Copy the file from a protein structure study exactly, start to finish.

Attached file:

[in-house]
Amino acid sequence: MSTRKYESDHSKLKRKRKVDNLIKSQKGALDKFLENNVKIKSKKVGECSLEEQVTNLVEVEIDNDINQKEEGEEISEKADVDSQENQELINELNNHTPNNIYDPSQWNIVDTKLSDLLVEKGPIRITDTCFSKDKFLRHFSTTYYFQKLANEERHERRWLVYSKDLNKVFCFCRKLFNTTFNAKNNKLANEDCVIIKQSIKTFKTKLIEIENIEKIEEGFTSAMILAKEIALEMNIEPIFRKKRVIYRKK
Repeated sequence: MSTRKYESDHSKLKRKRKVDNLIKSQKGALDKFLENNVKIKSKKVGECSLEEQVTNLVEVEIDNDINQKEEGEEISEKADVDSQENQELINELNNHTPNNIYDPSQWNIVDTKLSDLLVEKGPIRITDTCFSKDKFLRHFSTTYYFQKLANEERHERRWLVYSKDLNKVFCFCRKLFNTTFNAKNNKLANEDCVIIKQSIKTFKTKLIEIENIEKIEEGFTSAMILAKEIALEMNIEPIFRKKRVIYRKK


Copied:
[in-house]
Amino acid sequence: MSTRKYESDHSKLKRKRKVDNLIKSQKGALDKFLENNVKIKSKKVGECSLEEQVTNLVEVEIDNDINQKEEGEEISEKADVDSQENQELINELNNHTPNNIYDPSQWNIVDTKLSDLLVEKGPIRITDTCFSKDKFLRHFSTTYYFQKLANEERHERRWLVYSKDLNKVFCFCRKLFNTTFNAKNNKLANEDCVIIKQSIKTFKTKLIEIENIEKIEEGFTSAMILAKEIALEMNIEPIFRKKRVIYRKK
Repeated sequence: MSTRKYESDHSKLKRKRKVDNLIKSQKGALDKFLENNVKIKSKKVGECSLEEQVTNLVEVEIDNDINQKEEGEEISEKADVDSQENQELINELNNHTPNNIYDPSQWNIVDTKLSDLLVEKGPIRITDTCFSKDKFLRHFSTTYYFQKLANEERHERRWLVYSKDLNKVFCFCRKLFNTTFNAKNNKLANEDCVIIKQSIKTFKTKLIEIENIEKIEEGFTSAMILAKEIALEMNIEPIFRKKRVIYRKK